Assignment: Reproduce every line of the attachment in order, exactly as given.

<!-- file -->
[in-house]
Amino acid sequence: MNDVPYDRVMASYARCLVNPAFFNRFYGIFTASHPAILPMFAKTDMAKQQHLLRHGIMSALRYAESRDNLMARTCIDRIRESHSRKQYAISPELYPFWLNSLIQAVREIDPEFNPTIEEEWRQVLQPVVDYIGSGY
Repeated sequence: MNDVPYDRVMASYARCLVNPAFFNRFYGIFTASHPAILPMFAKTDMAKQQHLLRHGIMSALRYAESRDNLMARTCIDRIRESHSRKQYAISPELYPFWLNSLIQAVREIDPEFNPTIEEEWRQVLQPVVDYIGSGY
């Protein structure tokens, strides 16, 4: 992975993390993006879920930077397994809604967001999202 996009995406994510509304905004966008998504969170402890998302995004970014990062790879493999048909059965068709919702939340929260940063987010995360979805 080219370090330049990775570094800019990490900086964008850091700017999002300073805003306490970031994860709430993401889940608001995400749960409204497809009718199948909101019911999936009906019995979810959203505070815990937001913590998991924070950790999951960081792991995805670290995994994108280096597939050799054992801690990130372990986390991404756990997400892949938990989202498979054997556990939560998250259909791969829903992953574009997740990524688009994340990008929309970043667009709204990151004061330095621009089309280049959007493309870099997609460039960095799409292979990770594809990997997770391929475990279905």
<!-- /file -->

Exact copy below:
[in-house]
Amino acid sequence: MNDVPYDRVMASYARCLVNPAFFNRFYGIFTASHPAILPMFAKTDMAKQQHLLRHGIMSALRYAESRDNLMARTCIDRIRESHSRKQYAISPELYPFWLNSLIQAVREIDPEFNPTIEEEWRQVLQPVVDYIGSGY
Repeated sequence: MNDVPYDRVMASYARCLVNPAFFNRFYGIFTASHPAILPMFAKTDMAKQQHLLRHGIMSALRYAESRDNLMARTCIDRIRESHSRKQYAISPELYPFWLNSLIQAVREIDPEFNPTIEEEWRQVLQPVVDYIGSGY
């Protein structure tokens, strides 16, 4: 992975993390993006879920930077397994809604967001999202 996009995406994510509304905004966008998504969170402890998302995004970014990062790879493999048909059965068709919702939340929260940063987010995360979805 080219370090330049990775570094800019990490900086964008850091700017999002300073805003306490970031994860709430993401889940608001995400749960409204497809009718199948909101019911999936009906019995979810959203505070815990937001913590998991924070950790999951960081792991995805670290995994994108280096597939050799054992801690990130372990986390991404756990997400892949938990989202498979054997556990939560998250259909791969829903992953574009997740990524688009994340990008929309970043667009709204990151004061330095621009089309280049959007493309870099997609460039960095799409292979990770594809990997997770391929475990279905």